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As appeard on the Philadelphia Inquirer | Sun, Jul. 02, 2006

Where the first ingredient is fun
Vanilla Beans summer cooking camp for children teaches young chefs how to whip up a tasty meal.
By Mary Anne Janco | Inquirer Suburban Staff

Ten-year-old Ellen Armour hustled into the kitchen with a handful of fresh mint she had picked from the garden.

Jack Cavanaugh, the guest chef, was demonstrating to other young cooks how to safely slice and dice vegetables for the Greek feast they were preparing.

At the stove, Margaret Murray, 12, was heating fresh baby spinach for the spanakopita - a tasty appetizer the children made by filling delicate phyllo dough with a mixture of spinach and feta cheese.

This is a summer camp for children who love to cook and experiment with new ingredients and tastes from around the world. It's the latest venture for Carrie Shankweiler and Debbie Sloman, who formed Vanilla Beans Tasting Possibilities in the spring.

For years, Shankweiler, 35, a former teacher, has opened her Swarthmore home to teach children to cook and share literary interests. She learned the value of cooking as a teaching tool when a boy she was tutoring hated reading - until she started having him read recipes and cook.

The summer camp, which has four weekly sessions, runs through July 14. The cost is $275 a week; $165 for a shortened session July 5 to 7.

Giving children confidence in the kitchen and inspiring picky eaters to try new foods are not the only goals at this camp. Shankweiler wants to teach children to read labels and the benefits of cooking with fresh ingredients.

Shankweiler pulled open the cabinets in her kitchen, noting that there are no partially hydrogenated oils in any of the products there. Vanilla Beans, which also supplies baked goods to the Swarthmore Co-Op and Martindale's Natural Foods in Springfield, does not use artificial colors or artificial ingredients.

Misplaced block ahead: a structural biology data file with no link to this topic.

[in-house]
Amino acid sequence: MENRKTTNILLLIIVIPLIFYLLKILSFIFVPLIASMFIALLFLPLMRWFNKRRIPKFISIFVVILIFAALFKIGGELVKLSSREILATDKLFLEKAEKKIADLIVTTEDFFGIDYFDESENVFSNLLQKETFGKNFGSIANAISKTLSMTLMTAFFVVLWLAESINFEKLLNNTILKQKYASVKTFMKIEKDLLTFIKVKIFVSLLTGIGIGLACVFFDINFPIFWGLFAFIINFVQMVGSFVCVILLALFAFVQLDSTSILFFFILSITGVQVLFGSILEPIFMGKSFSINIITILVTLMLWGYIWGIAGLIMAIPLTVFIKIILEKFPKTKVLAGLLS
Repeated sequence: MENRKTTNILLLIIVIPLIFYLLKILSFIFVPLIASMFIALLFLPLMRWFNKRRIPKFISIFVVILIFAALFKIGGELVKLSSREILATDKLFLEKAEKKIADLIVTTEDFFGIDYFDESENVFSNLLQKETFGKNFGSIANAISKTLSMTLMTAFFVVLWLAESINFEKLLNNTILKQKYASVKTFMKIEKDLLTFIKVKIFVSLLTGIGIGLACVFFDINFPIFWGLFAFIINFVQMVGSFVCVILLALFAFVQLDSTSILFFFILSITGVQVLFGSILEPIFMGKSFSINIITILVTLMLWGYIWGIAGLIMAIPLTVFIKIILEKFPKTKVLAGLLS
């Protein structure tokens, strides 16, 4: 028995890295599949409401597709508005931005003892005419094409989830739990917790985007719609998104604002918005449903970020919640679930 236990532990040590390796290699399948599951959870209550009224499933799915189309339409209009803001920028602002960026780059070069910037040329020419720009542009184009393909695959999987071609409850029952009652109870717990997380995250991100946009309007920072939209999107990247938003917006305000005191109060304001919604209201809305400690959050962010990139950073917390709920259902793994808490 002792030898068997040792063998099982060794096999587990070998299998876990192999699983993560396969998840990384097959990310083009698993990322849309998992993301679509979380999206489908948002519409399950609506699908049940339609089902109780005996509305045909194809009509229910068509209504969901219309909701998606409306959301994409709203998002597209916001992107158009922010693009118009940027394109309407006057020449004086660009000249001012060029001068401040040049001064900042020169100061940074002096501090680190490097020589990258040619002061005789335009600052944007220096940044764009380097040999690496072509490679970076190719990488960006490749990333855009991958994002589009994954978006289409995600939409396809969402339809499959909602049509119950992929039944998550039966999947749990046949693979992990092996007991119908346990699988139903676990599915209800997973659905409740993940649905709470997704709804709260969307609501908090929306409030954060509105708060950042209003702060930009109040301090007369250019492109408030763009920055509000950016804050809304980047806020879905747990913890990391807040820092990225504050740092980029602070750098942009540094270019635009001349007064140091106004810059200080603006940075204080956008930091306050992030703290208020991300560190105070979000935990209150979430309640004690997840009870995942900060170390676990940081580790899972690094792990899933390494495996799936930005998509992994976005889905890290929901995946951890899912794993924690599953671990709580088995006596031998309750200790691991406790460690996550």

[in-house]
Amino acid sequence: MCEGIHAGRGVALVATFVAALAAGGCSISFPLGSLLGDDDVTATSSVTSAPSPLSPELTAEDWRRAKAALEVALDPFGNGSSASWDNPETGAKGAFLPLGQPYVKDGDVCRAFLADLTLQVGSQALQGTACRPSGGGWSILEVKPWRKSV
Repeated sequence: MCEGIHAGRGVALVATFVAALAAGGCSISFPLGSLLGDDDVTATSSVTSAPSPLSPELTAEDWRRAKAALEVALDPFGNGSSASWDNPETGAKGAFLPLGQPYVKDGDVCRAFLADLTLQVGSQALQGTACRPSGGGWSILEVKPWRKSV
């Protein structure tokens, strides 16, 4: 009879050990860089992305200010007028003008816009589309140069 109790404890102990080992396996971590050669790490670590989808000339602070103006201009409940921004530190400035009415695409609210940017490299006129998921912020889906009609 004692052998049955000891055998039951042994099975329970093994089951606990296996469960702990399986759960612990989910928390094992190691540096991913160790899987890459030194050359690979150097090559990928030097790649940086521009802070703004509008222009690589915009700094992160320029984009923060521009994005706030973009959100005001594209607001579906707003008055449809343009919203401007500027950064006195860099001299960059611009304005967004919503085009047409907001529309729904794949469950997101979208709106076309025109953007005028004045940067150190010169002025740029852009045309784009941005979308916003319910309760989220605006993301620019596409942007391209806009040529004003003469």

Shankweiler said she and Sloman, 53, an administrative assistant at Swarthmore College, "share a passion for using real food and real ingredients when we cook."

The two women also want to show children how to experience food the way it should be experienced - so on the first day of camp, they set a formal table with linen napkins and fine china. Each day, the children prepare a centerpiece for the table.

" We want kids to know how to eat. It's not an on-the-go meal in a package," Shankweiler said. "Food is something you prepare. You cut it. You grow it."

Sloman, of Media, who has had her own catering business, By Request, said she had cooked with children before but this was her first cooking camp and she enjoyed the students' "inquisitiveness" and "interest."

During a recent day at camp, a big hit with the students was the "snack challenge." As on Bravo's Top Chef show, the children were given ingredients and a timed challenge to create something - in this case, a snack.

It was organized chaos as two teams raced to whip up creations using yogurt, cereal, apple sauce and bananas in 15 minutes before they finished preparing the Greek specialties of the day - spicy lamb patties and Greek salad.

Rowan Fabian-Baber, 11, of Rose Valley, the only boy at camp that day, said, "This is my first cooking class. I wanted to start getting into cooking." He opened his scrapbook of photos of the food that he'd helped make and the recipes that he'd collected so far in camp. "I just love to see someone eat what you made," he said.


Murray, whose sister also attended the camp, said she is part of the Blueberry Book Club that Shankweiler offers in her home for fathers and daughters. The fun she had there prompted her to take the cooking camp, she said. "Making the spinach, wrapping it up in phyllo dough was so much fun. It was all new to me."

After camp, Shankweiler, the mother of three, was busy mixing a double batch of chocolate-chip cookie dough for a coming event. Cage-free eggs and organic butter went into the mixing bowl.

Shankweiler wants eventually to have Vanilla Beans chocolate-chip cookie dough in freezers throughout the Philadelphia area. "Vanilla Beans is the Ben and Jerry's of cookie dough," she said. "That's how I see it."

More on "Beans"
Vanilla Beans Tasting Possibilities offers summer cooking camp for children 8 to 15. Vanilla Beans also offers cooking workshops for children and adults, children's birthday celebrations, and home-baked goods.
For more information, call 1-484-574-1256.

Read the article at Philly.com

VANILLA BEANS - 27 Oberlin Avenue    Swarthmore, PA 19081    USA | phone 610-659-0917    fax 610-690-0911 | vanillabeans@comcast.net